Beach Reads 2016: The Horse Books of Summer

What will you be reading this summer? Whether you’re waiting for your next class at a horse show, or watching the tide roll in at the beach, you can pass the time with some great new books about horses, especially their history and their health! (Image © Fran Jurga)

Let’s face it. Your iPad doesn’t want to go to the beach. So much for iBooks and podcasts. Your Kindle doesn’t want to go near the water, either. Yes, there is a Kindle with a daylight-readable screen, but do you really want to get it splashed or have someone kick sand in its face?

At this time every year, our affections return to the good old-fashioned page-turner book. We’re headed on vacation. There may not be a charging station. There may not be wifi. But even with a flashlight, you can keep reading if you have a book. And admit it, there’s something very satisfying about that sound of the pages whispering to you as you turn them. You stare at the author’s photo on the back cover, and after a while, you’re like old friends.

The Jurga Report is happy to share a list of books you might want to check out at your local bookstore, or ask them to order for you. Most have excerpts online that you can check out. Read them all!

The Gospel of Kindness: Animal Welfare and the Making of Modern America by Janet M. Davis

If you only read one book this summer, make it this one. I know it sounds like a snore but it’s not. This book is so relevant to what is going on in the horse world today that it made my head spin, more than once.

The Gospel of Kindness by Judith Davis

Janet M. Davis is associate professor of history at the University of Texas in Austin. While the publisher tries to tie her book on the tail of the 150th anniversary of the founding of the ASPCA, it ranges far beyond a single event.

How to explain it: Animal welfare has a long and colorful history in the United States. What has never been told is that while men were the public faces of the organizations, the real movers and shakers have always been women. These women, many of them wealthy and idealistic, worked tirelessly behind the scenes and often even under the banner of an “auxiliary” organization. They left the front work to the men, it’s true, but they often controlled the purse strings (and endowments) and they did the heavy lifting–such as 700,000 buckets of water gathered from hydrants in the city of Philadelphia in the summer of 1912 so horses could have some clean fresh water.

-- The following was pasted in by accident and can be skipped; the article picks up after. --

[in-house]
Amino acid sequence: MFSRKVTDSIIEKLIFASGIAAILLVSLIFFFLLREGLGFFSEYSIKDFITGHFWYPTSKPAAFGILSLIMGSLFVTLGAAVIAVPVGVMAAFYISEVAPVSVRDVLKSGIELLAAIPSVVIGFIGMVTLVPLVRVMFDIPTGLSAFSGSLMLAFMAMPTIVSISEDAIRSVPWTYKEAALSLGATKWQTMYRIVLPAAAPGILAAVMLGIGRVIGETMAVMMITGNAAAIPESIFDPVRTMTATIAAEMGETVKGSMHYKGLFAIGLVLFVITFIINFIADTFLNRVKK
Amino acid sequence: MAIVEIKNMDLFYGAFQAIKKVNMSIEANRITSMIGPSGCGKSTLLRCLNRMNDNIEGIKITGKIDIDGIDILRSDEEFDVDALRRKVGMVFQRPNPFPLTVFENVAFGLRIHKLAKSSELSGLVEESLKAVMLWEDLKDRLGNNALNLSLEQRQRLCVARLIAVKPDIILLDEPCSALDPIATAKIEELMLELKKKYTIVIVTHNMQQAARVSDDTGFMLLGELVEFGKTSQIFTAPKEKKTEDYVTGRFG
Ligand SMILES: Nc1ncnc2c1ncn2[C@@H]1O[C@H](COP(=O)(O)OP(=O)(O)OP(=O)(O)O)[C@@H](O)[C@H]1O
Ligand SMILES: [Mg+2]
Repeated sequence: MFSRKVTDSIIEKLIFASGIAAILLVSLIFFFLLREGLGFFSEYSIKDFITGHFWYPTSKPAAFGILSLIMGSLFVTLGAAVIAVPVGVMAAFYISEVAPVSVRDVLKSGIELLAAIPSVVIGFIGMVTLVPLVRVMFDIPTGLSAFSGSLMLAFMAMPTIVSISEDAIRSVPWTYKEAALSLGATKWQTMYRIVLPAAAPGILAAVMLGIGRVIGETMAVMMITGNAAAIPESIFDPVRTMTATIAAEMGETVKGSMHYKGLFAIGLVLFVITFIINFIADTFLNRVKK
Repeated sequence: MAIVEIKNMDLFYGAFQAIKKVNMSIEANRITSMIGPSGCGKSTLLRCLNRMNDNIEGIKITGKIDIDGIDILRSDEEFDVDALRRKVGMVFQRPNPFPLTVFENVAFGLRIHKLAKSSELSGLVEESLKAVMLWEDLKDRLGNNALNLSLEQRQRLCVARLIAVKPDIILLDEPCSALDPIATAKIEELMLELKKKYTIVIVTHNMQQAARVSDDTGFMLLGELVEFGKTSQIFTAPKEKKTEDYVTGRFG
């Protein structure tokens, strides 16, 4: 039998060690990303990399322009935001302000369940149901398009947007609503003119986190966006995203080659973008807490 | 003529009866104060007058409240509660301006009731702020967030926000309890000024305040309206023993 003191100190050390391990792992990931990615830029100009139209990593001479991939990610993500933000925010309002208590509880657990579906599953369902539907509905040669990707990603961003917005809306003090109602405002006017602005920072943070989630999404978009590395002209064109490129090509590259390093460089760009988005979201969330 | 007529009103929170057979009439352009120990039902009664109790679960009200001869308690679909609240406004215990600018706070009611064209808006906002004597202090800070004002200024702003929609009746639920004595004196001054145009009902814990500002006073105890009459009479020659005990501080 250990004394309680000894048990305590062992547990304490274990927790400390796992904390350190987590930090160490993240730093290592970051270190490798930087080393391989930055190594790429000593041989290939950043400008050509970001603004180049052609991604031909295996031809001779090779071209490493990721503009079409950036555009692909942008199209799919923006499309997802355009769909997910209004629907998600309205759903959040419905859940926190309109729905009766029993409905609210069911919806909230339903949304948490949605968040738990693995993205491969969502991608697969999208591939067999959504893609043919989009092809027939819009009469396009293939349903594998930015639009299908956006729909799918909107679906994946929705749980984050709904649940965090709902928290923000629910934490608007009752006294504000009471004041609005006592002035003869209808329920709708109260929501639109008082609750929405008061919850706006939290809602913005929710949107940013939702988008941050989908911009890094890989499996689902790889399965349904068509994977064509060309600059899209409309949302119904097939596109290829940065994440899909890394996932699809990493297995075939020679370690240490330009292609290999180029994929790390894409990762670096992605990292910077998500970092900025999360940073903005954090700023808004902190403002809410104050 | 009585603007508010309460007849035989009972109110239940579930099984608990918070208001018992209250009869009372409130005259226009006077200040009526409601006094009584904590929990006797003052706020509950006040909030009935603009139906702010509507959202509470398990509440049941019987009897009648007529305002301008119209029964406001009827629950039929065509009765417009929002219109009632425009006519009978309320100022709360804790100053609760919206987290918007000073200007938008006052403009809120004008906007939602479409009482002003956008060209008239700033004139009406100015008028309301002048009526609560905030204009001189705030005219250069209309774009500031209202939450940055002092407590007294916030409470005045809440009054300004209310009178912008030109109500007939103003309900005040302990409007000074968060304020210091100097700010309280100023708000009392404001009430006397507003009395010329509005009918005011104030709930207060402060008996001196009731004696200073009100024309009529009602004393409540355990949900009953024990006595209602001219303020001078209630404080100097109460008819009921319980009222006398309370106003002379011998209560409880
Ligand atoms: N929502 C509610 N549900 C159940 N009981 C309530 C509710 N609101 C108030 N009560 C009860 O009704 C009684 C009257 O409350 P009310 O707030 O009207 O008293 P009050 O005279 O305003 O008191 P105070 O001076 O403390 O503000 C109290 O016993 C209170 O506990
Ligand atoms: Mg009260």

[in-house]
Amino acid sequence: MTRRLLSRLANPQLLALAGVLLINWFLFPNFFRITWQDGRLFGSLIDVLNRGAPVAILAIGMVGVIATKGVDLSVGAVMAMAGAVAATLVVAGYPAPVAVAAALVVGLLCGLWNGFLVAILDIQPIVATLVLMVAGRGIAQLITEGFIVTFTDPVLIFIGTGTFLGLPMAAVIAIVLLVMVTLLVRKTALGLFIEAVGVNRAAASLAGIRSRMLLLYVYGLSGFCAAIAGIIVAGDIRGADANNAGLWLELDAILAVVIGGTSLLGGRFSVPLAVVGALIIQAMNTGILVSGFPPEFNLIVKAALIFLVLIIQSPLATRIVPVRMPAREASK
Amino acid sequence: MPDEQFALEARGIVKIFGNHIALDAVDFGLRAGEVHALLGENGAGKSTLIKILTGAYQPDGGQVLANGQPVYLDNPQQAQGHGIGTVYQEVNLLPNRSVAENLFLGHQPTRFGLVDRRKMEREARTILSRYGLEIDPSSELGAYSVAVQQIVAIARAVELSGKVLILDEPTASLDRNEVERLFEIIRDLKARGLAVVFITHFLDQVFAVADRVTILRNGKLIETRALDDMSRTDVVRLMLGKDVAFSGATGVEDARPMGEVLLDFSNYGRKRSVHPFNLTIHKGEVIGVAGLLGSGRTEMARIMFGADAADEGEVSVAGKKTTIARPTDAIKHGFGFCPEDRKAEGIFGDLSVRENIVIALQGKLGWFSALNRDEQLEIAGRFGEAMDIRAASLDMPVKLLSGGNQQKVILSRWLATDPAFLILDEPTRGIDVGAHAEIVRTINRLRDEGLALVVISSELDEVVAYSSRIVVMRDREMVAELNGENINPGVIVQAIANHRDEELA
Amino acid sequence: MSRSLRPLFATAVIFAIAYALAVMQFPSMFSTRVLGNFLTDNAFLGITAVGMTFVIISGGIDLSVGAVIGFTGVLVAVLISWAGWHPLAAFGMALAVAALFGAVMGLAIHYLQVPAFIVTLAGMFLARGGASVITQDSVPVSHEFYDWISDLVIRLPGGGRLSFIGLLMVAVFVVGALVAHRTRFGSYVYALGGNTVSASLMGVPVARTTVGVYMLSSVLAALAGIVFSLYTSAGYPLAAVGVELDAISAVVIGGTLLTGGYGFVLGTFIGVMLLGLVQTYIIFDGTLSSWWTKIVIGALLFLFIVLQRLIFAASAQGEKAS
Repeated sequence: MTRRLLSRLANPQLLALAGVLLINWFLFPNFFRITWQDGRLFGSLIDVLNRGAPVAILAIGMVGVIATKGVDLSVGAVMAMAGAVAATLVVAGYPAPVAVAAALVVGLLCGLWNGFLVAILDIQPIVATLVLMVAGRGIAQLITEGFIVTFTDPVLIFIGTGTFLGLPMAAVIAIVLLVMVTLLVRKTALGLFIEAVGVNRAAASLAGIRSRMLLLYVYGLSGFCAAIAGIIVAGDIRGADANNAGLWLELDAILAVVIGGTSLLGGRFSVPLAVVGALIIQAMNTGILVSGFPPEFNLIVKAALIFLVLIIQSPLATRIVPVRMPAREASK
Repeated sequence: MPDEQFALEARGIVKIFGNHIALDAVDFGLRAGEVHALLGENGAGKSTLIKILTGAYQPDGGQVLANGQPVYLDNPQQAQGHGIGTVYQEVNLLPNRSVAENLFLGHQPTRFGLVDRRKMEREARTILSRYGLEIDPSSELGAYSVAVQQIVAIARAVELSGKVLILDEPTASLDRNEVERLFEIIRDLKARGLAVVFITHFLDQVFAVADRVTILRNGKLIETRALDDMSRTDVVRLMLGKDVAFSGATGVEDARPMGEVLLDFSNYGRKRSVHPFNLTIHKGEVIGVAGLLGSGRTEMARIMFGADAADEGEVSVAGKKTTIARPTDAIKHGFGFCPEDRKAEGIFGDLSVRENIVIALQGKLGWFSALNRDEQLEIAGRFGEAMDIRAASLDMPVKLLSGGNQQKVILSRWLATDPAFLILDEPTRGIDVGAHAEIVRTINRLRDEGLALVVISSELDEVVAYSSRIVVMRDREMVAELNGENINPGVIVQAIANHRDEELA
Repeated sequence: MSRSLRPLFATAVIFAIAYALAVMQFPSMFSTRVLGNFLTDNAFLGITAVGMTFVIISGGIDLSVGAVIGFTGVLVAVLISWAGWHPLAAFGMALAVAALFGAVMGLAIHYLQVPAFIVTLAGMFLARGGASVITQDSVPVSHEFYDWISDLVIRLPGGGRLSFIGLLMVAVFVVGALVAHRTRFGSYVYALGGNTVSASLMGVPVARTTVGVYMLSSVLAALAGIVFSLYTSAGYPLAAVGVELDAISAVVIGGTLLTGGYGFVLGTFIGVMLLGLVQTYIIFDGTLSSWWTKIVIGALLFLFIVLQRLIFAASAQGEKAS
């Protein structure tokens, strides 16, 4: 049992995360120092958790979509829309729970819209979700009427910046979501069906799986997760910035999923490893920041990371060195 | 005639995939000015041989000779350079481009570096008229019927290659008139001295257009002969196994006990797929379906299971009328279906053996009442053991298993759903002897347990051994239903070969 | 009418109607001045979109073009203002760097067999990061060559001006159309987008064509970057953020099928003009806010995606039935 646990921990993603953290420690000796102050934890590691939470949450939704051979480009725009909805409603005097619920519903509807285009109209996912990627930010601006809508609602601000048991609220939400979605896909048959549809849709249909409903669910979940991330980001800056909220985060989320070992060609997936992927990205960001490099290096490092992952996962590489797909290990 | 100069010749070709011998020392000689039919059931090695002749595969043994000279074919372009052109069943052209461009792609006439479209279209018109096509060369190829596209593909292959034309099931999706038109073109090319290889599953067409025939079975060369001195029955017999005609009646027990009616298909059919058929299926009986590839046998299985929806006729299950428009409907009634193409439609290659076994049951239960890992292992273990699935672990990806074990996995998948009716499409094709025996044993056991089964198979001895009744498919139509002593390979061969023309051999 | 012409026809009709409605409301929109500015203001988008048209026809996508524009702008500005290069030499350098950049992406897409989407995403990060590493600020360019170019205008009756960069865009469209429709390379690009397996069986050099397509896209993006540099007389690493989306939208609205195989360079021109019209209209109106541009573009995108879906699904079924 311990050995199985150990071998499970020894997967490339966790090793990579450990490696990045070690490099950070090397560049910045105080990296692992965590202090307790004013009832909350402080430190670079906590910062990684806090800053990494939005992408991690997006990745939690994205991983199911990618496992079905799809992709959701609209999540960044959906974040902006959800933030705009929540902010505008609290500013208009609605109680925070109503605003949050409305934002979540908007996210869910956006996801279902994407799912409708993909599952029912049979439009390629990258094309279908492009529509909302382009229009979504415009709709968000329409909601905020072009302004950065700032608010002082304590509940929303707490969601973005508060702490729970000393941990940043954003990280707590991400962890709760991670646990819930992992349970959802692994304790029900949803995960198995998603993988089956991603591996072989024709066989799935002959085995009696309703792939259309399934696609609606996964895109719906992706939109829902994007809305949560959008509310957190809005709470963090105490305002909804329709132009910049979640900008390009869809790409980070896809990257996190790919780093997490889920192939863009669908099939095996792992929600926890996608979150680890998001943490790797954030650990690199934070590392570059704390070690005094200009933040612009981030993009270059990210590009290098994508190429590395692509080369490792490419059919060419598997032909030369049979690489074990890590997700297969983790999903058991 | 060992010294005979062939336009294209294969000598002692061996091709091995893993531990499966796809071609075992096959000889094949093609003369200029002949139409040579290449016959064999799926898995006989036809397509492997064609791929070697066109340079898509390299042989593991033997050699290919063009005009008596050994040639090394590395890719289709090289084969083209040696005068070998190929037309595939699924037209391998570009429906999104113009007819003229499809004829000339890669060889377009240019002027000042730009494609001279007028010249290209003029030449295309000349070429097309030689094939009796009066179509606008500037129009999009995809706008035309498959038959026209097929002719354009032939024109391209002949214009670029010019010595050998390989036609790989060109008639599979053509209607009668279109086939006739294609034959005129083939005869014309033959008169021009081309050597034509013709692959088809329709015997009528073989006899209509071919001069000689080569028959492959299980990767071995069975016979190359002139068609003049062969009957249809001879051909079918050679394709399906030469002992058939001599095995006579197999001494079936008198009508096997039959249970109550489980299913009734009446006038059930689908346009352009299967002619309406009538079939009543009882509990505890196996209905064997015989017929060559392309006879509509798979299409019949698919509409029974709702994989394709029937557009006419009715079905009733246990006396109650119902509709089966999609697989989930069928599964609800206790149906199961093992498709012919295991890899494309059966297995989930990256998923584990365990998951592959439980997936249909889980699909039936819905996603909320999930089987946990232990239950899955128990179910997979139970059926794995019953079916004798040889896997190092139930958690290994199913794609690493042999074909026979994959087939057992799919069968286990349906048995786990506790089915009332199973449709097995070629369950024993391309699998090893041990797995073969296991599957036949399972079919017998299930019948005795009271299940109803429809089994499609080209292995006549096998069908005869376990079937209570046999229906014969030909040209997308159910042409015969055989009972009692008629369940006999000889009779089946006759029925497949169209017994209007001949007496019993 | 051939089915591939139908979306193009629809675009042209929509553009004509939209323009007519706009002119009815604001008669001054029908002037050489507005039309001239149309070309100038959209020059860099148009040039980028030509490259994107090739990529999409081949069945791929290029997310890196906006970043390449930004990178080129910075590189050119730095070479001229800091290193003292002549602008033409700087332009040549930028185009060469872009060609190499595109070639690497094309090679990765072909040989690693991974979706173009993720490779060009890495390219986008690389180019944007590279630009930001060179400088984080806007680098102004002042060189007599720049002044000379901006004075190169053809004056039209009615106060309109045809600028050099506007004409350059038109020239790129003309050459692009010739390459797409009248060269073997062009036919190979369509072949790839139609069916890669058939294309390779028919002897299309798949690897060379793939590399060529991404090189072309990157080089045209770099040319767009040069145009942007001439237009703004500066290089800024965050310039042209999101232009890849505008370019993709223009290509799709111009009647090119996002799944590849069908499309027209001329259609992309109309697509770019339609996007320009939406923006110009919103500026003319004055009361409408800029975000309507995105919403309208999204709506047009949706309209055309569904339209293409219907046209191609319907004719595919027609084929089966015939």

This book is about kindness to animals in general, but it is not afraid to bring forward the names of some of the women who paved the way, all at the same time as they were fighting for temperance and the right to vote.

Fast forward 100 years, and it is once again women who are at the front lines of horse rescue, wild horse advocacy, slaughter abolition and exhibition/show/racing reform. It is no small coincidence and yet I’ve not found anyone who has heard of the heroines who had the fortitude to fight–ever so gently and ever so persistently–for animals to be saved from the cruelty of their times.

The chapter on women is only part of this book, which forays as far as the ethics and pathos of the Spanish bullfight and cockfighting from Cuba to the Philippines. Horses show up now and again, but this book is more about the principles of defending animals than it is about the specifics. Maybe we’ll have to write that, and timeline it out how we made it to where we are today.

From the publisher: “Embracing animals as brethren through biblical concepts of stewardship, a diverse coalition of temperance groups, teachers, Protestant missionaries, religious leaders, civil rights activists, policy makers, and anti-imperialists forged an expansive transnational “gospel of kindness,” which defined animal mercy as a signature American value. Their interpretation of this “gospel” extended beyond the New Testament to preach kindness as a secular and spiritual truth. As a cultural product of antebellum revivalism, reform, and the rights revolution of the Civil War era, animal kindness became a barometer of free moral agency, higher civilization, and assimilation.”